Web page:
Beware zombie bills as General Assembly session closes in Frankfort

Kentucky_state_capitol_buildingAs a legislative conference committee meets this week in Frankfort before the end of this year’s General Assembly session on Tuesday, some are fearing the Frankenstein-ian revival of legislation that was once thought dead.

One such bill is HB 240, which would allow a court to require a bond from non-governmental parties that appeal zoning decisions. If such an appeal were unsuccessful, the bond would be forfeited and go to the successful party, even if such an appeal was taken in good faith and not frivolous.

Somewhat surprisingly, the bill easily passed the state House, with only a handful of Louisville Democrats voting against it. The bill sponsors argued it would force those appealing to have “skin in the game” and not file frivolous claims. The bill was blocked in a Senate committee in a bipartisan 4-4 vote, with several Republican senators voting against it out of concern that the legislation would infringe on the constitutional right to appeal.

Tom Fitzgerald, director of the Kentucky Resources Council, testified before the committee, saying that forcing non-governmental entities to pre-pay such a bond “would place a financial hardship on most individuals and neighborhood associations, and would have a chilling effect on even meritorious claims, by pricing an appeal out of the reach of many individuals and neighborhood groups.”

Besides violating a constitutional right, Fitzgerald says the bill is unnecessary because other remedies already exist for weeding out frivolous appeals that are in bad faith. In addition to tipping the scales for developers, it also would give wealthy individuals greater access to the appeals process while crowding out the less-wealthy.

Though the bill failed in the Senate committee, Fitzgerald fears it will be attached to another bill in the conference committee and whisked through by the General Assembly in its final days. Unfortunately, that’s all too common in Frankfort.

Although this zombie bill is still showing signs of life, Senate President Robert Stivers officially declared one notable piece of legislation dead for the current session: HB 1, the local option sales tax, championed by Mayor Greg Fischer, Gov. Steve Beshear and business coalitions across the commonwealth. On to 2016.

Louisville investment company to launch new mutual fund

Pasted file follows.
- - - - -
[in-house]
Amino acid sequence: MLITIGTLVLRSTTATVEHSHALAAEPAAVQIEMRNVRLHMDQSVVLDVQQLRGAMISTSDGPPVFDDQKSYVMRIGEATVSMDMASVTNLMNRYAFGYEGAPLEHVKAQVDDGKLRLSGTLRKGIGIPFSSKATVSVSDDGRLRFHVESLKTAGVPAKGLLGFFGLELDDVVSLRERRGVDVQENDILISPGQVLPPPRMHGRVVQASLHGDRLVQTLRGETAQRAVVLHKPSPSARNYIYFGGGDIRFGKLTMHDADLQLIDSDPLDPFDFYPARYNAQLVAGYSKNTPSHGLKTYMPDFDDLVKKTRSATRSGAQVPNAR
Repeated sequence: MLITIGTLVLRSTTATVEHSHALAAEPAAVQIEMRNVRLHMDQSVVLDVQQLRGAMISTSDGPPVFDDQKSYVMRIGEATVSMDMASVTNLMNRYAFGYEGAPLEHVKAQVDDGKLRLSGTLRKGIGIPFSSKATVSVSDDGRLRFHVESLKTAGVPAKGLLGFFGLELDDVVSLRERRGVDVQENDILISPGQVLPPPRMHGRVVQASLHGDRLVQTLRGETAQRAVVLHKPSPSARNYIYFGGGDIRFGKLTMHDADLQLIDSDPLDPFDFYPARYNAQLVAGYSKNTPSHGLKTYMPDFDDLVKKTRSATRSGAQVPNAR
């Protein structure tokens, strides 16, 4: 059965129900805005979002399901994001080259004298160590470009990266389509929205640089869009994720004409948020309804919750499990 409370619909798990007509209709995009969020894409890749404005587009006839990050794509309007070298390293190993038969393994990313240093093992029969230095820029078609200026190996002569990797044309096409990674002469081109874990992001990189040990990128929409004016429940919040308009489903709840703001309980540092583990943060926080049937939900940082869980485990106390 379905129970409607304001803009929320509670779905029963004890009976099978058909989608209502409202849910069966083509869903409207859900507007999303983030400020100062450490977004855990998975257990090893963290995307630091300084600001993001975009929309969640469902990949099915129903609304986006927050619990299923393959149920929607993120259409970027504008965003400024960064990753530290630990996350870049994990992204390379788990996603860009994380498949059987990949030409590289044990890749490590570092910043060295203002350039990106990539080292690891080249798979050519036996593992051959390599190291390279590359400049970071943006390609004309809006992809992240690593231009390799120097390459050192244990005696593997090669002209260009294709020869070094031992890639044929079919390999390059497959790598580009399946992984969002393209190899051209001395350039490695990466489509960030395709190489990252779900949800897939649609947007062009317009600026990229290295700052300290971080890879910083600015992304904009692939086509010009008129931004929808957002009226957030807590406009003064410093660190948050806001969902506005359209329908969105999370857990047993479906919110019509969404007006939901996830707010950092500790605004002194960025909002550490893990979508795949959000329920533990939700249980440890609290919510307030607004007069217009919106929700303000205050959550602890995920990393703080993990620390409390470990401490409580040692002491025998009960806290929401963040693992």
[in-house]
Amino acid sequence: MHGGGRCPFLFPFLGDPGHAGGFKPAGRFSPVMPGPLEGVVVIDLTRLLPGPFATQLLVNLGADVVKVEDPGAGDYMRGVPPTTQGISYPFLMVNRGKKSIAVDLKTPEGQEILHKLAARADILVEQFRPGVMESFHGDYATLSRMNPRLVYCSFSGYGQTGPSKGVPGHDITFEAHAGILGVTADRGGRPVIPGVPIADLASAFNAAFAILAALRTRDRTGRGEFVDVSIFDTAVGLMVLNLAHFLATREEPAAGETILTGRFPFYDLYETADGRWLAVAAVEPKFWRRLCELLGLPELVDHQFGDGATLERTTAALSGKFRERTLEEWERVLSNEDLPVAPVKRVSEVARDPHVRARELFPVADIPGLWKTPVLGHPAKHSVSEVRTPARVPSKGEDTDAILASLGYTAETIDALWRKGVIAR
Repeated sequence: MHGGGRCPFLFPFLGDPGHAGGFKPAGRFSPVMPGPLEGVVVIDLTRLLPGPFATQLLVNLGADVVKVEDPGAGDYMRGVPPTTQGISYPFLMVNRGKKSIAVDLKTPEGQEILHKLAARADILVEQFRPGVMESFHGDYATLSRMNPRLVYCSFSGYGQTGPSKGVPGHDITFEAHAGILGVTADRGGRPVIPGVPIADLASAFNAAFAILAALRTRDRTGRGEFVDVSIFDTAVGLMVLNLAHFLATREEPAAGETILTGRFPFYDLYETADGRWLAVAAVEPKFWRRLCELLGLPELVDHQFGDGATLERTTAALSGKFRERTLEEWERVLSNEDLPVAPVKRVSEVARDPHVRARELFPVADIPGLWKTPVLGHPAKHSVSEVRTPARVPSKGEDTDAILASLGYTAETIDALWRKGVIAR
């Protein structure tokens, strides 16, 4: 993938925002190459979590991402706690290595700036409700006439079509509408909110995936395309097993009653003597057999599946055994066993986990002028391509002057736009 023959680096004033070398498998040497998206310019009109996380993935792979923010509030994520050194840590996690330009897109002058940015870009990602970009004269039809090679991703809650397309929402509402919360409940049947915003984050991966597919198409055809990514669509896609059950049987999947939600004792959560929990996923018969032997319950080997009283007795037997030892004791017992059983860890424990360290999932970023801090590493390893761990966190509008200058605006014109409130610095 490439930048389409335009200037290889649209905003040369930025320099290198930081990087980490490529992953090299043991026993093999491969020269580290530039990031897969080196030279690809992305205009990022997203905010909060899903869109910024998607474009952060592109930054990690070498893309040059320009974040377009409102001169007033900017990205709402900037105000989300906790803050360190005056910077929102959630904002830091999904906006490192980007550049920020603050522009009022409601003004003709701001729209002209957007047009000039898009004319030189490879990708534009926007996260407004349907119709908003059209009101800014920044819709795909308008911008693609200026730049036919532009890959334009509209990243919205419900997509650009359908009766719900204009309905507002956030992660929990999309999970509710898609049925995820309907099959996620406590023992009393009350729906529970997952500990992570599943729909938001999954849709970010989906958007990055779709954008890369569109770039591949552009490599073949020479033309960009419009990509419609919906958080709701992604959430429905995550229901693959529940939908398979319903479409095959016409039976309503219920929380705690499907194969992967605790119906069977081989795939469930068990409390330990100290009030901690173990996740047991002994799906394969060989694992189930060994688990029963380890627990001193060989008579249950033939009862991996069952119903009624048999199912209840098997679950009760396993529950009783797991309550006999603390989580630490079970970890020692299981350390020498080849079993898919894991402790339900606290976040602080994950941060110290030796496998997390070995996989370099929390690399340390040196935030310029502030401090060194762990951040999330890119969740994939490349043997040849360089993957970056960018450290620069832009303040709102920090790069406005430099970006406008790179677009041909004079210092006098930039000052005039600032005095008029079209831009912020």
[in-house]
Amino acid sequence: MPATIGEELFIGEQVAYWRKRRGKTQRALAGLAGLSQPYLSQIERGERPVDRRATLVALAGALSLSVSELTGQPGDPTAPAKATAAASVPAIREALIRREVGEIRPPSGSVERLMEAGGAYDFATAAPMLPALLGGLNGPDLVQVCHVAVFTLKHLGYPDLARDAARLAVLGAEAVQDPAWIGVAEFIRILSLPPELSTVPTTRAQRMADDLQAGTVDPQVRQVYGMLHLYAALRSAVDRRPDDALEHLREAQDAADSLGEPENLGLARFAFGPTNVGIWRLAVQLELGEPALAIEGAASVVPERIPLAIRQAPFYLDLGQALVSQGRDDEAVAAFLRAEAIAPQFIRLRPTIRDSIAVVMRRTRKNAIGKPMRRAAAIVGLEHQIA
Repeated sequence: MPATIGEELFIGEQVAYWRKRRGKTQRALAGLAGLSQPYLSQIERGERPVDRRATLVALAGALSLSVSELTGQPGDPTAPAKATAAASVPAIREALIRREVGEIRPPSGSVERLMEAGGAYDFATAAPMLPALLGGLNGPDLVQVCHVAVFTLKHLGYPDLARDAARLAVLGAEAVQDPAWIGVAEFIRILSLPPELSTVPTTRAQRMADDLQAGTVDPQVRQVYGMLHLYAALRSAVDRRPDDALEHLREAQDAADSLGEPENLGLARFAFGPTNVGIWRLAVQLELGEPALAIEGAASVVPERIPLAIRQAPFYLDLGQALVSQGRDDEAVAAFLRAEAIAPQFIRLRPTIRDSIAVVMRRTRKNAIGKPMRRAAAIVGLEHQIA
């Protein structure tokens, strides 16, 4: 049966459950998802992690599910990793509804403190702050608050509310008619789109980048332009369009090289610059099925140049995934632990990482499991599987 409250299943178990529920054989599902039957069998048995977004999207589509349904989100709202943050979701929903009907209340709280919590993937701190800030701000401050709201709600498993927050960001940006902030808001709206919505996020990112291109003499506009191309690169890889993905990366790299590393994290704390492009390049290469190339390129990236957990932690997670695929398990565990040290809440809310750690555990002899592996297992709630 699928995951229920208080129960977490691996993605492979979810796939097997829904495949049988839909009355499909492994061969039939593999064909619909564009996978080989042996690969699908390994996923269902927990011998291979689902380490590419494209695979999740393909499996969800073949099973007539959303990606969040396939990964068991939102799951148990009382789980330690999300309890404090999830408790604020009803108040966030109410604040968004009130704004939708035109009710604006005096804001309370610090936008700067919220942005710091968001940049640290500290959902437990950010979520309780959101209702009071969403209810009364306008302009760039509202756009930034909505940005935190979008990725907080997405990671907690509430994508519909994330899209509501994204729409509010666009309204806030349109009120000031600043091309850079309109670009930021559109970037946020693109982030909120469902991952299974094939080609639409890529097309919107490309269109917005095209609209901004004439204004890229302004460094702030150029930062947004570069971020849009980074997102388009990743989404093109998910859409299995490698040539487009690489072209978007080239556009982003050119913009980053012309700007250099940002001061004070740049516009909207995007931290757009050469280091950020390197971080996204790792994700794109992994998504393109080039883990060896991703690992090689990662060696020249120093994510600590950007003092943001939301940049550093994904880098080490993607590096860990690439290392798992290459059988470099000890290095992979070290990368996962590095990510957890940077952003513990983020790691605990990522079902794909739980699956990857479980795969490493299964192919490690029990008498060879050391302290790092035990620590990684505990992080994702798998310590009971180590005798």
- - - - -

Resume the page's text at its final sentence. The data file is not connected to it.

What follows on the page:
Ben Thomas

Benjamin Thomas

Waycross Partners is a Louisville-based investment advisory firm/hedge fund. It’s pretty small, with $35 million under management and a similarly small portfolio of investment vehicles that are generally only available to the wealthy.

Soon, however, Waycross will launch a new mutual fund that will be open to anyone with just a few thousand bucks.

The fund is called the Waycross Long/Short Equity Fund. It’s managed by Waycross Managing Partner Benjamin Thomas. It mirrors the strategy of another fund Waycross has had since 2005, also called the Waycross Long/Short Equity Fund. Confused yet? Don’t be. The elder fund is, generally speaking, only available to a class of high-net-worth investors called accredited investors, and was not open for sale on public markets.

Accredited investors are individuals that earn over $200,000 a year, have a joint income of $300,000 in each of the last two years, or have a net worth of more than $1 million. By contrast, Waycross expects the new mutual fund will have a minimum investment of $2,500.

The new fund will be open April 29, and Waycross believes it could have $35 million invested by the end of 2015.

Why do it now? Thomas says six months ago, he was approached by investors who wanted him to do a mutual fund version of the Long/Short Equity Fund. He didn’t say who these investors were, but the suggestions came from a number of clients and some family offices.

The fund will invest in publicly traded equities — nothing exotic — and can be long, buying it so it appreciates, or short, with the expectation it will fall. Mirroring the elder investment vehicle’s strategy, Thomas expects the new fund’s biggest position will be Humana, on the long side, and they expect to be short United Healthcare, for example. Thomas believes this will minimize the risk for investors.

Waycross also expects the fund will be long Apple and Kroger. (Waycross can’t say definitively what the fund will hold, as regulators require the firm to only speak in terms of expectations until it is officially on the market.)

And who is the fund’s target demographic, besides someone with a little less to invest?

“I would say anybody that wants to have some upside participation in the equity stock market, with stock market-like returns, with bond market volatility,” Thomas says. The fund’s ticker will be WAYEX.

Thomas says it’s a timely product and that people have wanted security, but bond market yields are so low that investors feel compelled to find returns elsewhere. “This is a good hybrid investment vehicle for those people,” he says.

Thomas says he can’t reveal the performance of the senior long/short fund, as it’s technically considered a limited partnership by the Securities and Exchange Commission.

Waycross expects the new fund to have annual fees that will top at 2.15 percent. This could be considered a bit on the high side. Forbes, for example, won’t recommend a mutual fund that has over 1.5 percent in annual fees.

If the name Waycross sounds familiar, it may be because former Kentucky Senate candidate and current Republican candidate for governor Matt Bevin is one of the firm’s owners. Thomas says Bevin has no day-to-day management responsibility there.